THIS week, Peeps into the Past focuses mainly on hotels in Woking town centre – but that wasn’t the original idea.

Reader Mark Coxhead emailed me two old picture postcards from his collection, one showing an aerial view of the town, the other of Chertsey Road.

Mark said the aerial view, Picture 1,“threw him at first” because he thought it was looking down Commercial Road.

However, he then realised the building slightly off-centre to the right was the Red House Hotel, in Cherstey Road. It preceded the Red House pub that was built in the garden of the former hotel, and which today is called O’Neills.

The aerial view was probably taken from the building that was then the post office.

I have a postcard featuring the same photograph, but mine is in monochrome, while Mark’s card was artificially coloured in the printing process. My postcard was sent through the mail and is postmarked 30 September 1903, making it a fairly early example from the start of the “Golden Age” of Edwardian postcards.

It is also one of the first postcards with what is known as a divided back, that is the left-hand portion for the message and the right-hand portion for the address. Previously, the whole of the back of picture postcards were given to write the address of the recipient and a small space beneath the picture on the front to write a message.

Mark’s other postcard, Picture 2, looks down Chertsey Road and shows the Red House Hotel on the left. Note the dog sitting in the doorway.

Both of Mark’s cards were published by George Addison who was a newsagent in Chertsey Road. His shop can be seen on the right, on the ground floor of the building that has a turret. The building still stands today.

I thought it a good idea to take a peek at some more of Woking’s old hotels and another view of Chertsey Road on a 1900s postcard – Picture 3 – printed on photographic paper. It is from my collection and is full of detail. Note the large sign for the London and South Western Bank.

Next to the bank is the Albion Hotel. The Albion had a commanding position opposite the town entrance to the railway station and presumably did a brisk trade from people alighting at the station looking for a place to stay.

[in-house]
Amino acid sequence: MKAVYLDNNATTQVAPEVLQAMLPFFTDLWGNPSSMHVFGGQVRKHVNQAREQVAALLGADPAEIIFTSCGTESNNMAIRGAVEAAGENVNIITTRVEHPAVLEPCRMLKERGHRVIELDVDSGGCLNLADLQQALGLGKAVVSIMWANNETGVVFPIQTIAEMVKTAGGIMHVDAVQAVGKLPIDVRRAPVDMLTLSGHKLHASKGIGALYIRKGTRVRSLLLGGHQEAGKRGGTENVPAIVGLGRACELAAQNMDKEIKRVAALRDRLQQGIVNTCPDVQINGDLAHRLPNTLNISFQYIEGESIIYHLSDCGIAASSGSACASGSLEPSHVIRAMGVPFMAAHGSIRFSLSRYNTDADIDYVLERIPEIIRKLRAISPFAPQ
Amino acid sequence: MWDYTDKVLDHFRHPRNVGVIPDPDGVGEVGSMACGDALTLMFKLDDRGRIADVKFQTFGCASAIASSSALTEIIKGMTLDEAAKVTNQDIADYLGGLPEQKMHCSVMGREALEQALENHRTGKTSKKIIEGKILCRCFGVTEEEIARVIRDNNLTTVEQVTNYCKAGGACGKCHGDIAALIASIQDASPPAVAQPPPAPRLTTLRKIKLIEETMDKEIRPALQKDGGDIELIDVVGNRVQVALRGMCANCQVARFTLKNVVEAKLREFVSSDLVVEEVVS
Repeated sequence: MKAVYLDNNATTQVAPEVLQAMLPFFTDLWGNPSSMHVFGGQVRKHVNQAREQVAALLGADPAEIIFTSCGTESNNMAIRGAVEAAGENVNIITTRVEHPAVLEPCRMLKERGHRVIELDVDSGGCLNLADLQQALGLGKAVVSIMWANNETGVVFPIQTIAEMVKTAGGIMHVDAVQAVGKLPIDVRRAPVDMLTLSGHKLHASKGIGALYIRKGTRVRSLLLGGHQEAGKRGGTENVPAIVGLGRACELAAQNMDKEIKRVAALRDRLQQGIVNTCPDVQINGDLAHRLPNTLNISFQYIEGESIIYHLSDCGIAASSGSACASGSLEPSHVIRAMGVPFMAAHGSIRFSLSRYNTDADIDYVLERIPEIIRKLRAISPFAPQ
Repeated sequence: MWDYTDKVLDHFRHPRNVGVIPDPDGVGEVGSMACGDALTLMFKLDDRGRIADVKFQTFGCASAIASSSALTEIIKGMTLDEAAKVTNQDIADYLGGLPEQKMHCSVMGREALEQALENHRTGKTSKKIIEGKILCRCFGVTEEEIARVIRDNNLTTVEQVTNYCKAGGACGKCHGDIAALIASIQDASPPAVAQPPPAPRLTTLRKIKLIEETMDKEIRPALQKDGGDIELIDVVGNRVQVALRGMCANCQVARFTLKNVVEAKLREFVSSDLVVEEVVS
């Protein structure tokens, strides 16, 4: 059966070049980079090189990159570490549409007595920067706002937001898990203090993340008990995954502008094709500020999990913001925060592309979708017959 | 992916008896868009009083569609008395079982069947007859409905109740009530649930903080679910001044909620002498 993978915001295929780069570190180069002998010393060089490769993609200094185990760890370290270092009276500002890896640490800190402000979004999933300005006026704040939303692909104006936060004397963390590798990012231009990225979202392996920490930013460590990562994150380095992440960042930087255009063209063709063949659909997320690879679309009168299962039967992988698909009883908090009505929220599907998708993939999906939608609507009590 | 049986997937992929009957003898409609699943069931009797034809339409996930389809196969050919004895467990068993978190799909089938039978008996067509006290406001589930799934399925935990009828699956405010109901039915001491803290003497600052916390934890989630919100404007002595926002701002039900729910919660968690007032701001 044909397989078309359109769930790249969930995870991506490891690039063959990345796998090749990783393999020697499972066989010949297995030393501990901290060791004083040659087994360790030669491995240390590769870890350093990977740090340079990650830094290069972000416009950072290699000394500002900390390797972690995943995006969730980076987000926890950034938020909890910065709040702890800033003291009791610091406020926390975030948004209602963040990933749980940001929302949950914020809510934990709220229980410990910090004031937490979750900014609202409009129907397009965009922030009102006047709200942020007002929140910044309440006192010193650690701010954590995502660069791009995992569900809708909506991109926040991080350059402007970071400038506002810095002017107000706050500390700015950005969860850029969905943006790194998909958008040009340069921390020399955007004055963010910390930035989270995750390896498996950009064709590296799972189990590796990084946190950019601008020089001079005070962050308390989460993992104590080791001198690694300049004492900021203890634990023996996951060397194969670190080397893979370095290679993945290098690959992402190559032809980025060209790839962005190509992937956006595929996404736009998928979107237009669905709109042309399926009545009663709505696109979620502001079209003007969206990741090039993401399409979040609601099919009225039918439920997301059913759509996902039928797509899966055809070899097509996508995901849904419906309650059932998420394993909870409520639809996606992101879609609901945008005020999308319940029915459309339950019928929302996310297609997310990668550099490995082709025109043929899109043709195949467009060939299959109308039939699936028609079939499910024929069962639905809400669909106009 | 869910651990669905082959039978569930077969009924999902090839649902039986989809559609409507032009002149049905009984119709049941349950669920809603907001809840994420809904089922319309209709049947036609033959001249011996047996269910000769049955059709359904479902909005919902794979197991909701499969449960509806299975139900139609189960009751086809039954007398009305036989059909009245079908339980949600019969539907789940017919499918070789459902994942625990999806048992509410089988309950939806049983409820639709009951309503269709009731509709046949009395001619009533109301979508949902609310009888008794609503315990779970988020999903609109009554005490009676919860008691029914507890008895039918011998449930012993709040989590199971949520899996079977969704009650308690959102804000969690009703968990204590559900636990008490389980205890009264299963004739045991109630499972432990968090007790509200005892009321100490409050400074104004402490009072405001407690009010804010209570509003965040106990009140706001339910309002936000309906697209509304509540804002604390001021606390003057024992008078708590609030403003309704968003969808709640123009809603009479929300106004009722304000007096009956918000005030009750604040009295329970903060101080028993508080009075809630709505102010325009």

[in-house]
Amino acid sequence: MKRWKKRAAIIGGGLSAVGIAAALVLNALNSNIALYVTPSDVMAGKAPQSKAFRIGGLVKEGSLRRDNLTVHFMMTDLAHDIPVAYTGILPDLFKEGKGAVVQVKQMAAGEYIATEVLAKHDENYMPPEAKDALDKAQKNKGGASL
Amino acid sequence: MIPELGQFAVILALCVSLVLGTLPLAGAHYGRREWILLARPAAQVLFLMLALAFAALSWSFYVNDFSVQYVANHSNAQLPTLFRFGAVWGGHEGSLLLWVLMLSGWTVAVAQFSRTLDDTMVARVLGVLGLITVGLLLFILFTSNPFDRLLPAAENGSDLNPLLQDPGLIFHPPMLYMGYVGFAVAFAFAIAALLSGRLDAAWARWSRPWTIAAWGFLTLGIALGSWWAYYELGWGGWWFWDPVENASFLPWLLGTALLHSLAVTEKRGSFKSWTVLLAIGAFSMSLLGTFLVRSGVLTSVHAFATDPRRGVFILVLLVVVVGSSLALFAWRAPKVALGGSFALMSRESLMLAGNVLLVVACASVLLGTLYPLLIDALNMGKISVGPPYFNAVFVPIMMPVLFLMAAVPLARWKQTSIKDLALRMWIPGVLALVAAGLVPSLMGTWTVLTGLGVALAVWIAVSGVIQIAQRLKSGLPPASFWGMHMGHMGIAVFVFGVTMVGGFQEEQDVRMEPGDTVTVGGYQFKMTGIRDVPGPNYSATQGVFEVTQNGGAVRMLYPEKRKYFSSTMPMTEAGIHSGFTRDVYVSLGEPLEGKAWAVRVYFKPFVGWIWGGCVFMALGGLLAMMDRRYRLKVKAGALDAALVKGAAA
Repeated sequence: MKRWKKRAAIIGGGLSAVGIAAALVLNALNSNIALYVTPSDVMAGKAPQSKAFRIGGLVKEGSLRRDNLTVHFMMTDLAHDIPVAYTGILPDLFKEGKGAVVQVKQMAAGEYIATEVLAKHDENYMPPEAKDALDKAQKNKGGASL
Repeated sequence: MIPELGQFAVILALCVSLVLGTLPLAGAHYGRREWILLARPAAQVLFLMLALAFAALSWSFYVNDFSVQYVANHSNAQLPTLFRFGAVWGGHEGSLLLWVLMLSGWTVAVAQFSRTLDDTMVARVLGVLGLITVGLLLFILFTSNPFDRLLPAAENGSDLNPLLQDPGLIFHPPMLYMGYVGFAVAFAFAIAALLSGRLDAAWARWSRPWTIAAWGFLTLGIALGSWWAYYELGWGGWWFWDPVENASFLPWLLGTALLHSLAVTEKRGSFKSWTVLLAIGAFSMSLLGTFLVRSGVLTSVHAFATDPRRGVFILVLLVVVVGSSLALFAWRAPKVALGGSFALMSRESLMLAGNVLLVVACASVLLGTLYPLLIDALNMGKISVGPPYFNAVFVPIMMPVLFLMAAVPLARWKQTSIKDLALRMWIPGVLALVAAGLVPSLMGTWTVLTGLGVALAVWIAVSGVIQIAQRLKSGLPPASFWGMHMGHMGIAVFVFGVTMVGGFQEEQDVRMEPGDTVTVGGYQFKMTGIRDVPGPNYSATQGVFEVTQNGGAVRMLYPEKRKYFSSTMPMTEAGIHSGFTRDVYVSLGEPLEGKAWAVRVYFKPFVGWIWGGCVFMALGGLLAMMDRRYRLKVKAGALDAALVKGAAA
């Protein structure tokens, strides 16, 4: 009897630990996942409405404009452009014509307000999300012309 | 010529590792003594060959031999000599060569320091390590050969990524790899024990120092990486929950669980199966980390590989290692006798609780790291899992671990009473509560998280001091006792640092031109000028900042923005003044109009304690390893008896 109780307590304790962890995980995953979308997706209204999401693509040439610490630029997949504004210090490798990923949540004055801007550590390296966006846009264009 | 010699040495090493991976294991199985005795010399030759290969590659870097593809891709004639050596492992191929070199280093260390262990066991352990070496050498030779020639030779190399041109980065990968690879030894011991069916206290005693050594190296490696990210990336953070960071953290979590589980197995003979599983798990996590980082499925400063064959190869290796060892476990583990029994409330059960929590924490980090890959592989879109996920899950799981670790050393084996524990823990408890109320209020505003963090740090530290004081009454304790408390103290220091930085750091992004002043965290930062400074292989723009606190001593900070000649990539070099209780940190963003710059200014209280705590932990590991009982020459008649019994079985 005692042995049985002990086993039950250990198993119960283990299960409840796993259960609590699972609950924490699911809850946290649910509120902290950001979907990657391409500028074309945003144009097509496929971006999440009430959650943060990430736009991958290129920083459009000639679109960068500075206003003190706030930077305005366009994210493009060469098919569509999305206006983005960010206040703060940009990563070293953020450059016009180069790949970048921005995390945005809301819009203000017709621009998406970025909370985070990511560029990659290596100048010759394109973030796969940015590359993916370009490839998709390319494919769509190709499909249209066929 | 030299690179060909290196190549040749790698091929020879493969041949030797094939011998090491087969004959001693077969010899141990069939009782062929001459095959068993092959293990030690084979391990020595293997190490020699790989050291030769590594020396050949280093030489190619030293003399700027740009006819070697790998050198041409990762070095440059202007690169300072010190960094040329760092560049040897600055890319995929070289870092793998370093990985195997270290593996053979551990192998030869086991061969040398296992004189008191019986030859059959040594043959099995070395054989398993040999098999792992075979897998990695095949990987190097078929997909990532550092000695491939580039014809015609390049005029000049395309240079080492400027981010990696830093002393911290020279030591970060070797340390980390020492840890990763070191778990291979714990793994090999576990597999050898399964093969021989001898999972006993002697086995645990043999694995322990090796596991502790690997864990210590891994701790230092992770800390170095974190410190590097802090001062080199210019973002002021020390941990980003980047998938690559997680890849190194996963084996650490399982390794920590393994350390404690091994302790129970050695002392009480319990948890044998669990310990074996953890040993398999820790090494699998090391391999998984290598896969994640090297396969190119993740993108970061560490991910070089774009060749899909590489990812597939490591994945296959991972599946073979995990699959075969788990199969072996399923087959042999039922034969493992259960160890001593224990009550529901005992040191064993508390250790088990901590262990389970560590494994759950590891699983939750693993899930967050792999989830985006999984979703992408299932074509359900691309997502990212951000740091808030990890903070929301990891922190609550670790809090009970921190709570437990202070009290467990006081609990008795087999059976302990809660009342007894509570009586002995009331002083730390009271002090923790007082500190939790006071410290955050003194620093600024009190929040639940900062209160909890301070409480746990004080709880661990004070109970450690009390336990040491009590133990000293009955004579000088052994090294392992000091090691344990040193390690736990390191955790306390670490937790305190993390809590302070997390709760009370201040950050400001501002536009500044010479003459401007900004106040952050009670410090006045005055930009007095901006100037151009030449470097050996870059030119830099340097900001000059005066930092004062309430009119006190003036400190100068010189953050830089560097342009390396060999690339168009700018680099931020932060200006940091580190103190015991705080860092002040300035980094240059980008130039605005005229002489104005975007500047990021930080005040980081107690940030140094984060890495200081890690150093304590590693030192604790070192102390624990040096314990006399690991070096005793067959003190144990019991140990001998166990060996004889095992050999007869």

The first Albion Hotel on the site was built in the late 1850s. It was pulled down in the 1890s and the building seen here replaced it. It too is now long gone, having been demolished when the town centre was rebuilt in the 1960s. It was replaced with a building called Albion House.

A postcard showing Guildford Road – Picture 4 – gives a glimpse of The Railway Hotel seen on the far right. There is a sign for the hotel on the patch of grass to the left. It notes the proprietor as a J Tigue.

Despite there not being a motor-vehicle in sight, an enamel sign for Pratt’s Motor Spirit has been attached to the wooden post of the hotel sign. And a group of boys are hanging around a drinking fountain on the side of a water trough for animals. It may have been one of those supplied by The Metropolitan Drinking Fountain and Cattle Trough Association, a society that was inaugurated in 1859.

The Railway Hotel was built in 1840 and was the second building, after the railway station, to be built on Woking Common. It has been named The Sovereigns for many years.

If you have some memories or old pictures relating to the Woking area, call me, David Rose, on 01483 838960, or drop a line to the News & Mail.

David Rose is a local historian and writer who specialises in what he calls “the history within living memory” of people, places and events in the west Surrey area covering towns such as Woking and Guildford. He collects old photos and memorabilia relating to the area and the subject, and regularly gives illustrated local history talks to groups and societies. For enquiries and bookings please phone or email him at: [email protected]